During Raleigh Wide Open III last September, more than 80,000 people paraded through downtown Raleigh, wandering the carpeted hallways of the city’s gleaming new convention center and standing in the Saturday night balm to hear Foreigner’s Lou Gramm and watch as fireworks fired off-center from one end of Fayetteville Street exploded overhead. Standing there, fireworks reflecting off of his eyes, Eddie Taylorlongtime Raleigh resident, folk artist, bandleader and truth-tellerjust laughed.

Taylor hadn’t planned to be at Raleigh Wide Open, but, earlier that night, police shut down his rock duo, The Loners, during a gig at Sadlack’s, the venerable old bar and sandwich shop that sits on Hillsborough Street alongside N.C. State’s campus. Taylor, a father and husband, figured his family might as well see the music and crowd he could hear from his home about two miles away. With a smile on his face, he noted the irony: City officials were free to blast a few thousand pounds of congratulatory fireworks and listen to ’80s rock several hundred yards from several residential enclaves, but his two-pieceloud, yes, but only as loud as a mid-sized combo amplifier, a drumkit and a modest speaker system will getcouldn’t play a little homegrown rock ‘n’ roll along the town’s collegiate aorta. Perhaps that helps explain why The Loners’ second LPa defiant, gritty blast that puts hardcore, album rock and proto-boogie on equal footingis called Revolution! Taylor’s tired of the overlords.

Revolution! opens with a knowing wink, a polite welcome for the faint of heart: The 90-second “Unicornacopia” pulls the curtains back slowly with its beautiful, finger-picked guitar instrumental. When the track ticks over, hell shakes free, Taylor’s fuzzy guitar tone spilling all over the microphones of producer Greg Elkins. It feels close to the ears, as though the band’s sitting on a downtown desk, playing for someone’s frustration and demanding some attention. Chris Jones charges from behind, his cymbal-and-kick rattle bookending Taylor’s thrum. The band puts the pedal to the floor here, redlining the engine and setting the cruise control for the entirety of the 31-minute marathon that follows.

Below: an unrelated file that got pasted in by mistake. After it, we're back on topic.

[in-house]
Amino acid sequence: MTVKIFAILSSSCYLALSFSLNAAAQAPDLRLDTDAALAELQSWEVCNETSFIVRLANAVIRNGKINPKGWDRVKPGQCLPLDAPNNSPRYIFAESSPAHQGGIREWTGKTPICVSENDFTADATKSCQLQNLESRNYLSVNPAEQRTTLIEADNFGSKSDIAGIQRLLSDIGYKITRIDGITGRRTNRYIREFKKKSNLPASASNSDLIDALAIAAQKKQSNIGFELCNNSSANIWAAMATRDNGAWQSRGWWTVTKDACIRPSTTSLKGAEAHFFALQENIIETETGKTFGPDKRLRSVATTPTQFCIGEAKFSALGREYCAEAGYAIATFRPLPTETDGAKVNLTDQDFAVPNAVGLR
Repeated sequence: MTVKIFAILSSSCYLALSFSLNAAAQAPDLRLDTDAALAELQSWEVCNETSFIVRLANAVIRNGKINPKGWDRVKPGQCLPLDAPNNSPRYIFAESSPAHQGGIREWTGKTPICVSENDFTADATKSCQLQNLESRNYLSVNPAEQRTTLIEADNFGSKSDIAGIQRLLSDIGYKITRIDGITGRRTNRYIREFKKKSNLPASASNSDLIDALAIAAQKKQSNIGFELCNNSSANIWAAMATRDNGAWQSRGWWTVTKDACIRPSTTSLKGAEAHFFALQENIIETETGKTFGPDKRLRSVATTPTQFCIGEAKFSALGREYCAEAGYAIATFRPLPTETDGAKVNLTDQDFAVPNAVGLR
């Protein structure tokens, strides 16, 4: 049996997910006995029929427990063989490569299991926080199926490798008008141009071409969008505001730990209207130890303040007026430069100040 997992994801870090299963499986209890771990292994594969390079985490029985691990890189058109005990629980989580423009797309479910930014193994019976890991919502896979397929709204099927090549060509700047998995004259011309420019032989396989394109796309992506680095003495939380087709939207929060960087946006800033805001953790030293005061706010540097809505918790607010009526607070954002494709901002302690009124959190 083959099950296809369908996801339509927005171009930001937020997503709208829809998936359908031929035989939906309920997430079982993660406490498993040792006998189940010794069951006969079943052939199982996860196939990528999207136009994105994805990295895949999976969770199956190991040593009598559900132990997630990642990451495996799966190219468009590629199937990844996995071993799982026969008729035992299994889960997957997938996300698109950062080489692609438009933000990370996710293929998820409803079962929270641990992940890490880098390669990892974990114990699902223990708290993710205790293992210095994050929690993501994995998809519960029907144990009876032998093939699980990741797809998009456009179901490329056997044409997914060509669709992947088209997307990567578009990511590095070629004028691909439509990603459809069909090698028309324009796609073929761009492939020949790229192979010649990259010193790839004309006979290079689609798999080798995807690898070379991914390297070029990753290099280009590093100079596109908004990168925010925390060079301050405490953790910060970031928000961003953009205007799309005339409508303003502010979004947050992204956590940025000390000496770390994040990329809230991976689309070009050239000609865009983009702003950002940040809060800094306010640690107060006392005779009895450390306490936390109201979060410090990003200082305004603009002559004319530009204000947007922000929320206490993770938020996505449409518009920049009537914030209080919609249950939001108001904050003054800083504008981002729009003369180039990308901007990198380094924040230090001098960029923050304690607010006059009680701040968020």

Aside from smattered production flourishes (a siren here, a Varése nod there), The Loners brandishes its blunt sound like a broadsword. The beats are direct, the melodies linear, the lyrics menacing: Taylor chastises male/ middle-class/ white depression during “Breakdown Blues” and champions the quirk and chemistry of flowing away from the mainstream during the two-minute browbeater “Lo-Fi Mofo.” He guns for the takeover during “Join a Militia” and invokes the power of the Weather Undergound and a new “rock ‘n’ roll constitution” during the whipsmart “Revolution!”

Perhaps such political rousing dates The Loners or paints the band as naïve, as if it believes something that’s already been bought, sold and traded by the world’s biggest companies can now save the world. But on “Crank It Up,” this band’s new answer to its old anthem, “Teen Rebel,” Taylor tells us that he hopes it saves me and you and maybe him from our own rules, safety and comfort one spin at a time: “In the daytime, all the night/ Any ol’ time that it feels right/ Down a highway, all alone/ Stick it in and turn it on.” He wants you to hear this music roar if that’s what you’d like, but he can do without the fireworks and feudalism downtown. Oh, and don’t forsake the clubs in which bands like this can always find a home.

The Loners joins The Dirty Little Heaters and Pinche Gringo at Tir Na Nog Friday, March 6, at 9:30 p.m. Trent Bowles hosts the $6 show. Pay $10 and get a copy of Revolution!, which will be released digitally and as an LP in an edition of 500.